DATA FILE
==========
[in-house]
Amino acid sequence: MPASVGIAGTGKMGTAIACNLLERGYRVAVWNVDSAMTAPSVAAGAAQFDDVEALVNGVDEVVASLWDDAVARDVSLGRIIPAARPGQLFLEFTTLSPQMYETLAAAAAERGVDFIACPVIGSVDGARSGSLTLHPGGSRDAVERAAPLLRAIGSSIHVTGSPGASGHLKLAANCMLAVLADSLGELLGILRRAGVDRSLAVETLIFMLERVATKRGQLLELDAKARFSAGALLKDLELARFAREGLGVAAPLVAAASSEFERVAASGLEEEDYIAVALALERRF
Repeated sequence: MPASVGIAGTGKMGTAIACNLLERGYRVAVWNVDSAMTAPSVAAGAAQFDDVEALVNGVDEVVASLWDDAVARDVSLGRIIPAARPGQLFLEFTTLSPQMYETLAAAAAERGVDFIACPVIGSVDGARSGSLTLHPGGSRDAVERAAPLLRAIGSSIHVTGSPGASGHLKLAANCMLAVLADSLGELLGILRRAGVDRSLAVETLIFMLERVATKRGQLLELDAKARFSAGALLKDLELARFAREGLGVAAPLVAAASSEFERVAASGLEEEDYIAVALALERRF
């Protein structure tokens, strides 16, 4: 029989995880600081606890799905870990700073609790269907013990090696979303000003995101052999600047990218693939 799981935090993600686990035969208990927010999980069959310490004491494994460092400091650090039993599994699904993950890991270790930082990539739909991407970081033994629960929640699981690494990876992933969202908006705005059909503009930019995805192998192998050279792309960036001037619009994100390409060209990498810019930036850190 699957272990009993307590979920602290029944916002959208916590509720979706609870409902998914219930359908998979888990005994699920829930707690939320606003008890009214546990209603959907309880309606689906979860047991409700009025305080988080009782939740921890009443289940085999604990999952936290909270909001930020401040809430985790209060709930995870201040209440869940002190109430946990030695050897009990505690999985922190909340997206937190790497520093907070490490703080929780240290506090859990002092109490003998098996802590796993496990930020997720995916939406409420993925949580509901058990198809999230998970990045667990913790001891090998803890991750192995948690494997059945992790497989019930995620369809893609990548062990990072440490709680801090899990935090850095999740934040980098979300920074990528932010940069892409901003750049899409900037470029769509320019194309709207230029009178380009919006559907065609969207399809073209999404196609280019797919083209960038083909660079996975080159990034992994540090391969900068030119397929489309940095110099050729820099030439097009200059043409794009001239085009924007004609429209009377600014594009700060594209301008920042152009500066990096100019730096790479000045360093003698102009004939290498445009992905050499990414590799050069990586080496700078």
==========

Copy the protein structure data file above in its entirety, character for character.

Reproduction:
[in-house]
Amino acid sequence: MPASVGIAGTGKMGTAIACNLLERGYRVAVWNVDSAMTAPSVAAGAAQFDDVEALVNGVDEVVASLWDDAVARDVSLGRIIPAARPGQLFLEFTTLSPQMYETLAAAAAERGVDFIACPVIGSVDGARSGSLTLHPGGSRDAVERAAPLLRAIGSSIHVTGSPGASGHLKLAANCMLAVLADSLGELLGILRRAGVDRSLAVETLIFMLERVATKRGQLLELDAKARFSAGALLKDLELARFAREGLGVAAPLVAAASSEFERVAASGLEEEDYIAVALALERRF
Repeated sequence: MPASVGIAGTGKMGTAIACNLLERGYRVAVWNVDSAMTAPSVAAGAAQFDDVEALVNGVDEVVASLWDDAVARDVSLGRIIPAARPGQLFLEFTTLSPQMYETLAAAAAERGVDFIACPVIGSVDGARSGSLTLHPGGSRDAVERAAPLLRAIGSSIHVTGSPGASGHLKLAANCMLAVLADSLGELLGILRRAGVDRSLAVETLIFMLERVATKRGQLLELDAKARFSAGALLKDLELARFAREGLGVAAPLVAAASSEFERVAASGLEEEDYIAVALALERRF
């Protein structure tokens, strides 16, 4: 029989995880600081606890799905870990700073609790269907013990090696979303000003995101052999600047990218693939 799981935090993600686990035969208990927010999980069959310490004491494994460092400091650090039993599994699904993950890991270790930082990539739909991407970081033994629960929640699981690494990876992933969202908006705005059909503009930019995805192998192998050279792309960036001037619009994100390409060209990498810019930036850190 699957272990009993307590979920602290029944916002959208916590509720979706609870409902998914219930359908998979888990005994699920829930707690939320606003008890009214546990209603959907309880309606689906979860047991409700009025305080988080009782939740921890009443289940085999604990999952936290909270909001930020401040809430985790209060709930995870201040209440869940002190109430946990030695050897009990505690999985922190909340997206937190790497520093907070490490703080929780240290506090859990002092109490003998098996802590796993496990930020997720995916939406409420993925949580509901058990198809999230998970990045667990913790001891090998803890991750192995948690494997059945992790497989019930995620369809893609990548062990990072440490709680801090899990935090850095999740934040980098979300920074990528932010940069892409901003750049899409900037470029769509320019194309709207230029009178380009919006559907065609969207399809073209999404196609280019797919083209960038083909660079996975080159990034992994540090391969900068030119397929489309940095110099050729820099030439097009200059043409794009001239085009924007004609429209009377600014594009700060594209301008920042152009500066990096100019730096790479000045360093003698102009004939290498445009992905050499990414590799050069990586080496700078």